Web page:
BusinessSectorsGhana seeks EPA deal despite ECOWAS stance

Wed,22Nov2017

Posted on Thursday, 28 June 2012 12:43

Ghana seeks EPA deal despite ECOWAS stance

By Lawrence Quartey

Ghana is likely to follow Cote d'Ivoire by signing the full Economic Partnership Agreement (EPA) with the European Union (EU), a cabinet minister has said.

Map of GhanaThe move will be pursued if the Economic Community of West African States (Ecowas) fails to reach an agreement under the EPA framework by 2014.

Ghana's Trade and Industry minister Hanna Tetteh on Wednesday told journalists that the West African country was already benefiting from the EPA.

"Before we had the IEPA we were constrained in the volumes of bananas we export to the EU market," she said.

"The IEPA has allowed the quota and duties to be eliminated. Now there is no barrier to export to the EU market.

"This concession or having no quota is what has attracted additional investment into the banana sector in Ghana."



Tetteh added: "About six years ago, we were doing like 30,000 to 40,000 metric tons a year (from Golden Exotic Company), but right now on the average, we are doing about 50,000 metric tons a year.

"So you agree with me that taking things from 40,000 to that level of export is a significant increase in export of banana from Ghana to the EU." 



The minister spoke during a tour of Golden Exotics Limited (GEL), a banana and pineapple producing company set up to take advantage of the quota and duty free export to the European Union.



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She said with the EPA, Ghana would become innovative in the way it does business.

"And if there is a player in the market already, then you would not expect new players to come in," Tetteh said.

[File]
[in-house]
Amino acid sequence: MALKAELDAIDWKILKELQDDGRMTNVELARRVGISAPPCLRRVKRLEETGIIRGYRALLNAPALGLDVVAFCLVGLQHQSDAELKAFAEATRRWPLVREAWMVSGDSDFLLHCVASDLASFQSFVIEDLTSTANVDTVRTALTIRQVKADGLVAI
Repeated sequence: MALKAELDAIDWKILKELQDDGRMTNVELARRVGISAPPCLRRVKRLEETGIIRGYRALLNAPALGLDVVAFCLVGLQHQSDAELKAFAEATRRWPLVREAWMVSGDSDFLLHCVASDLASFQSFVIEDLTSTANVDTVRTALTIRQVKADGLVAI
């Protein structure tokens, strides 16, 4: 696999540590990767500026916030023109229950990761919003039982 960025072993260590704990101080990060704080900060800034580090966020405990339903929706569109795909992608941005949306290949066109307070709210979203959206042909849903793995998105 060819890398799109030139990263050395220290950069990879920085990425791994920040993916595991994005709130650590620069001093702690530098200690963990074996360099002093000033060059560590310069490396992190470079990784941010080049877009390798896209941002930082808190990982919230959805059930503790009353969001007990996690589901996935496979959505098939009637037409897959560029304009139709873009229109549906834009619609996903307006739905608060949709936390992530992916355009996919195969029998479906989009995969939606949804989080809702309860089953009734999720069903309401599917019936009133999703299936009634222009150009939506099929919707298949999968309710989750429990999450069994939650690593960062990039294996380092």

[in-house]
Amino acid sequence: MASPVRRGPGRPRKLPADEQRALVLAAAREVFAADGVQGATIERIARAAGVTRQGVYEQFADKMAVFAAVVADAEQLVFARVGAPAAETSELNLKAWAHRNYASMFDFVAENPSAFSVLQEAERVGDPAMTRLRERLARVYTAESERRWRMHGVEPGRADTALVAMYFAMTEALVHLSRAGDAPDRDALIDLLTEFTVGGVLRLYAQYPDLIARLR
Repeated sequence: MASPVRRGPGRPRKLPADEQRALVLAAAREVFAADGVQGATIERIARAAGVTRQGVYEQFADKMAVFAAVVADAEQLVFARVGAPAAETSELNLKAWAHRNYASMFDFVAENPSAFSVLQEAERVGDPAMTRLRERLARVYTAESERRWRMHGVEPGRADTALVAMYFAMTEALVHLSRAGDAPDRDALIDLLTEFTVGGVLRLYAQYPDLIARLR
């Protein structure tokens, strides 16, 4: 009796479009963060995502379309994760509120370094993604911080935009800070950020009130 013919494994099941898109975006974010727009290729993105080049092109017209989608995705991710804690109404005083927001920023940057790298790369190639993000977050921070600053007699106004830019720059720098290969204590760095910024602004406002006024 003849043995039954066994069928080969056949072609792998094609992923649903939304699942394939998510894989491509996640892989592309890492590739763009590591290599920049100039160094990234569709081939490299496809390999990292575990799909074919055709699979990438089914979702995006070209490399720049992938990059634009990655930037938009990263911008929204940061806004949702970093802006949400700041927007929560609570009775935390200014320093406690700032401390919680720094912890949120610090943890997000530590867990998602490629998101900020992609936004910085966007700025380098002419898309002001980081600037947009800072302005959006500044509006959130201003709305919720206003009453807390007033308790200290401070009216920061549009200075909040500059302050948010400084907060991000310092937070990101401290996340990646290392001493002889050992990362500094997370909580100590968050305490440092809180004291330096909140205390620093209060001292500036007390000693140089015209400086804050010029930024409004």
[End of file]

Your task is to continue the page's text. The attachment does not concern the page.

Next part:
"That is the reason why this particular arrangement had had benefits for Ghana." 

She added that IEPA had given investors more incentives to invest locally.

But the benefits have been limited because Ghana has not signed the full EPA. Tetteh said Ghana was eliminating tariffs on certain products under the EPA.

"So is not difficult to give it away," she said adding that 40 percent of the country's exports went to the EU.

The EPA would be rolled in phases over five years. Ghana's next step would be to eliminate tariffs on products where the country charges five percent duty.

The third phase will be for products that attract 10 percent tariff and the final phase, which is the highest duty on any import, is 20 percent tariff on certain products. 



"Within this period of five years, and five years and five years, it also expected that we will also take the steps to take advantage of the preferences that have been given to us, so that what we lose on tariffs revenue we have made in our production capacity," she said.

"It is not a zero sum game." 

EPAs are a scheme meant to create a free trade area between the EU and the African, Caribbean and Pacific (ACP) countries.

They were a response to continuing criticism that the non-reciprocal and discriminatory preferential trade agreements offered by the EU violated World Trade Organisation rules.



The EU EPA was supposed to take become operational in 2008 but the negotiations are yet to be completed.



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